As the cities east of Jordan emphasize Christ’s position as “Son of Man,” of whom it is written “For in that He Himself has suffered, being tempted, He is able to aid those who are tempted” (Heb. 2:18), so the cities of refuge in Canaan emphasize Christ’s heavenly character as Son of God. The names and places of these three cities were not known in the books of Moses; before the people passed over Jordan they were an unrevealed mystery. So too, “great is the mystery of godliness: God was manifest in the flesh, justified in the Spirit, seen by angels, preached among the Gentiles, believed on in the world, received up in glory” (1 Tim. 3:16). It is not until we “pass over Jordan,” considering ourselves dead to sin but alive to God, that we can enjoy the place, portion and inheritance in this new life in Christ. Our place is seated together with Him in the heavenly places (Eph. 2:6). Our portion is in the adoption of sons by the Father (Gal. 4:5). Our inheritance is the riches of Christ, guaranteed by the down payment of the Spirit of God (Eph. 1:13-14). All this is because our refuge and high priest, the Lord Jesus, died for us!
The names of the cities in Canaan are found in Joshua 20. First, there is Kedesh in Galilee in Mount Naphtali. Galilee is the place where the light of God’s Son was first seen in Israel (Isa. 9:1-2; Jn. 2:11; Acts 10:37) and it was there that the Lord met with the disciples after His resurrection (Mt. 28:7). Kedesh means “a sanctuary,” so we can easily see our Lord Jesus as our place of rest. No matter what we were before, we are now seated together with Him in heavenly places. We sometimes agonize over our past, sinful life, as Naphtali, which means “my wrestling,” would indicate. This hinders us from enjoying the sanctuary. But we flee to that place of safety and find sweet rest each week as we first examine ourselves and then remember Him with the emblems of His finished work – the bread and wine (1 Cor. 11:23-28; Acts 20:7). Are you eager to be there with Him, even where just two or three are gathered together in His name? Christ Himself promises to be in the midst (Mt. 18:20).
Then there is Shechem in Mount Ephraim. Ephraim means to be doubly fruitful, so the Lord Jesus said, “I am come that they may have life, and that they may have it more abundantly,” and, “I am the true vine, and My Father is the vinedresser. Every branch in Me that does not bear fruit, He takes away; and every branch that bears fruit, He prunes, that it may bear more fruit” (Jn. 10:10, 15:1-2). Christ has secured for us the wondrous “portion” of everlasting life, which should lead to a more abundant life while we wait for His return. It takes diligence to continue in these things, and for that there is Shechem, which means “shoulder” (in the sense of rising early, being diligent to get to work). We must keep the shoulder to the grindstone, as the old saying goes, and continue in the things we have been taught from God’s word. Let’s flee to Shechem, knowing He has secured all our blessing, both now and forever.
Finally, we look to Hebron, or Kiriath-arba in Mount Judah, as our inheritance. Kiriath-arba was the city of the Canaanites where Abraham’s wife Sarah died (Gen. 23:2). It was named for Arba, a great man among the Anakims, who were giants. Arba means “four” and Kiriath-arba means “city of four.” Four in Scripture is a number which represents God’s works associated with the earth, as seen in the four rivers from Eden (Gen. 2:10), four corners of the earth (Rev. 7:1), four types of flesh (1 Cor. 15:39), four divisions of mankind (Rev. 5:9), and the four gospels. This “city of four,” a home of giants, could represent man’s efforts in opposition to God’s work in this world. When we see spiritual giants opposing God’s work, let us flee to Hebron, meaning “communion” with God. If we remember it is God’s work that gives victory over the giants, we can give Him praise and thanksgiving even in the midst of difficulty, for “He shall be praised” is Judah’s meaning. Is it not our inheritance to praise Him? Abraham did not inherit the land of Canaan in his lifetime (Acts 7:5); he had to buy a burying place for Sarah there. For us, as spiritual children of Abraham, the earnest (down payment) of our inheritance is the Spirit of God, unto the praise of His glory (Eph. 1:14). Will the trial of your faith be found unto praise and honor and glory at the appearing of Jesus Christ (1 Pet. 1:7)? When He returns, our communion with Him will be complete.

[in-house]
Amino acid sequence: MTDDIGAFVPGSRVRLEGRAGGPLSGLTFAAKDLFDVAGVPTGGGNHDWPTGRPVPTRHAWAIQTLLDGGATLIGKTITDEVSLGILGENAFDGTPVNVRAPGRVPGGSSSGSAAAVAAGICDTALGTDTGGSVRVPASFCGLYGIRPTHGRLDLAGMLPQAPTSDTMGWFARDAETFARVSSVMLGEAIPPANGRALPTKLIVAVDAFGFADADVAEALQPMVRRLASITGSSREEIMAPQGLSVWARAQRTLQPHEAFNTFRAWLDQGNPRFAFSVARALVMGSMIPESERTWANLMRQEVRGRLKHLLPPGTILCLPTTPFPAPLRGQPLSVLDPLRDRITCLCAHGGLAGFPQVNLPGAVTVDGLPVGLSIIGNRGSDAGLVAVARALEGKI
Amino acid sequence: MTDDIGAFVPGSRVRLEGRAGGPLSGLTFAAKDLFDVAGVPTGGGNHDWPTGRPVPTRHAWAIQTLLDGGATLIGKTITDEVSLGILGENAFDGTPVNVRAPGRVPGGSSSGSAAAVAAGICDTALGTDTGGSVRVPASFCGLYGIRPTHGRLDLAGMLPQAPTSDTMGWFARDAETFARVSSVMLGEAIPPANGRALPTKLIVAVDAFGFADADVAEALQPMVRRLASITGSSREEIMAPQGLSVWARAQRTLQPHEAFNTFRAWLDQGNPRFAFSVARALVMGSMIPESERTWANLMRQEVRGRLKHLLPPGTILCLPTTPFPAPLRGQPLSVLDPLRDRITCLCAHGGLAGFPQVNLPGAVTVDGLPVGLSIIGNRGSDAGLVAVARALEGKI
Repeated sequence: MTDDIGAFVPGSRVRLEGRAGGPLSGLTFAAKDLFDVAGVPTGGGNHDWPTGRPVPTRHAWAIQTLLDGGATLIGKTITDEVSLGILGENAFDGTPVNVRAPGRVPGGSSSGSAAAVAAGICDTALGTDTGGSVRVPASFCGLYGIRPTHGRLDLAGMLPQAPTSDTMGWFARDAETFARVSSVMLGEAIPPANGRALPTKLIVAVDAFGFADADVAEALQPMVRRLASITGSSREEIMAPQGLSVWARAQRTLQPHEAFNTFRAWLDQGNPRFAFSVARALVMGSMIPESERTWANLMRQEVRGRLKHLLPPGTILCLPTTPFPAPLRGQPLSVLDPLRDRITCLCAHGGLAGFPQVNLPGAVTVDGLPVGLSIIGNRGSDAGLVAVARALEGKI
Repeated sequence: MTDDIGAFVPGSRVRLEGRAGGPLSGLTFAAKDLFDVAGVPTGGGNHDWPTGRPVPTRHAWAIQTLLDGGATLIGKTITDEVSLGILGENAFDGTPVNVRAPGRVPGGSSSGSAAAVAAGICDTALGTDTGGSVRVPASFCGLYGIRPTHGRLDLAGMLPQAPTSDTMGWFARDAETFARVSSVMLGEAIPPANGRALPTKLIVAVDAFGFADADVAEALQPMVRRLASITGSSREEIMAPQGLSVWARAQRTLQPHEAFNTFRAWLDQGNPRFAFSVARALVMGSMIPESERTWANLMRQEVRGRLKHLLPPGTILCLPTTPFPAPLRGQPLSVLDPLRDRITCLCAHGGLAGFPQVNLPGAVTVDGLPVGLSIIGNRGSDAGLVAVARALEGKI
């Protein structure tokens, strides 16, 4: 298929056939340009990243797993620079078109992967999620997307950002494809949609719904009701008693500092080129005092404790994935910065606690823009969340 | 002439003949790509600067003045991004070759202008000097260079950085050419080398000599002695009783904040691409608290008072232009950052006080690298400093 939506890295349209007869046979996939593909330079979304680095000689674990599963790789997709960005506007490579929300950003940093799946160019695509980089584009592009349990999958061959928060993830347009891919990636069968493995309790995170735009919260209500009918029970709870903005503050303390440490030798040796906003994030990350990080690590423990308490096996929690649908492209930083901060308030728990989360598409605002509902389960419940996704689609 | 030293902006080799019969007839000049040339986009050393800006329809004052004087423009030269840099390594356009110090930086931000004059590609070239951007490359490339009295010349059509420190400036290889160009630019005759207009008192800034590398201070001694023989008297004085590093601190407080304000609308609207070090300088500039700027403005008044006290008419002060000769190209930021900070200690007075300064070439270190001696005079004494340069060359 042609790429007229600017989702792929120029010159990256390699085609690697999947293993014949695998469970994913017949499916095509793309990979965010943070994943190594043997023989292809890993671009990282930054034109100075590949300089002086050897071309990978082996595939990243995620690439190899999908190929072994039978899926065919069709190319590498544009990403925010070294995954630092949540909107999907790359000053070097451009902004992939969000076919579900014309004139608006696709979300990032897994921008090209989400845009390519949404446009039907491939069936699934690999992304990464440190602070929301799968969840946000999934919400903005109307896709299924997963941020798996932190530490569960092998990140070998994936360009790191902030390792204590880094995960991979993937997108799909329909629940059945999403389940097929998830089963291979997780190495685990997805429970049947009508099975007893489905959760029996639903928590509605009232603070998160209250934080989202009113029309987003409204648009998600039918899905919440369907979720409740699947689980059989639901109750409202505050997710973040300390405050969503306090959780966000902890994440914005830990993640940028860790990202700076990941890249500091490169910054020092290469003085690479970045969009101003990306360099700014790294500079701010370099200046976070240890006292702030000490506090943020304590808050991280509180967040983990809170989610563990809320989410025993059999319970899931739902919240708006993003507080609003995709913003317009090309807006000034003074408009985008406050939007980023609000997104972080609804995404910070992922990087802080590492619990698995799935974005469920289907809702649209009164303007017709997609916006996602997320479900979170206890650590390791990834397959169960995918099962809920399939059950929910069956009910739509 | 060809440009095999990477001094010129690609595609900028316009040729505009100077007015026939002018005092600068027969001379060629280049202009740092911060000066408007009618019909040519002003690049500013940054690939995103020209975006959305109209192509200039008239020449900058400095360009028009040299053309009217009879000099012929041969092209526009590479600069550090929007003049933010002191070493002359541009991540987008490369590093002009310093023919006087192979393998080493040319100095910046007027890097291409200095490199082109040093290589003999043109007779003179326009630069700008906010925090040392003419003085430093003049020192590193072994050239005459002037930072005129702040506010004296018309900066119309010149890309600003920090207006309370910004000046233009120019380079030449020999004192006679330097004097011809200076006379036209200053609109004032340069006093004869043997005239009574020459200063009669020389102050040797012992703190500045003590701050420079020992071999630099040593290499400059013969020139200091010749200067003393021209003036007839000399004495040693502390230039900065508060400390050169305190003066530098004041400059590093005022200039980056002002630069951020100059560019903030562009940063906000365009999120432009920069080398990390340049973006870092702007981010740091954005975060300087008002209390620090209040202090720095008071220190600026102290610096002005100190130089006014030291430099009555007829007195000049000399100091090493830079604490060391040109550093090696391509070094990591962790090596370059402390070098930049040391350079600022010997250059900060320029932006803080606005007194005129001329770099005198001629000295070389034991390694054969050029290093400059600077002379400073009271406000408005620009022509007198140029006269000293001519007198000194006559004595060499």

The Extra Three Cities
This brings us to the last three cities of refuge which would have been allocated if the children of Israel had continued to love the Lord and walk in His ways, so that He could enlarged their borders. Alas, those three were never appointed, for Israel’s obedience was short-lived. For us, the lesson of those extra three cities should encourage us to seek to know the things that God has prepared for them who love Him. We can know these things by His Spirit, “for the Spirit searches all things, yes, the deep things of God” (1 Cor. 2:9-10). Let us therefore study the word of God that we might be approved of God, workmen not ashamed, rightly dividing the word of truth (2 Tim. 2:15). “Be doers of the word, and not hearers only, deceiving ourselves” (Jas. 1:22).
May we obediently press on through faith. If we fail to do so, we too will miss out on what more cities of refuge could hold for us.
By Tom Steere
Three Cities More
If their borders should be extended, according to the promise made conditional upon obedience, then they were to mark off three cities more. This repetition of the number 3 cannot be without meaning, as indeed these cities had a notable significance for Israel themselves, as we have seen. Surely in them was the very secret of their future told out, and how God shall manifest Himself for them at last. In the meanwhile, by this provision human life is made known as the object of God’s care, and cherished. The extension of the land waits their future possession of it.
With permission to publish by: Sam Hadley, Grace & Truth, 210 Chestnut St., Danville, IL., USA. Website: www.gtpress.org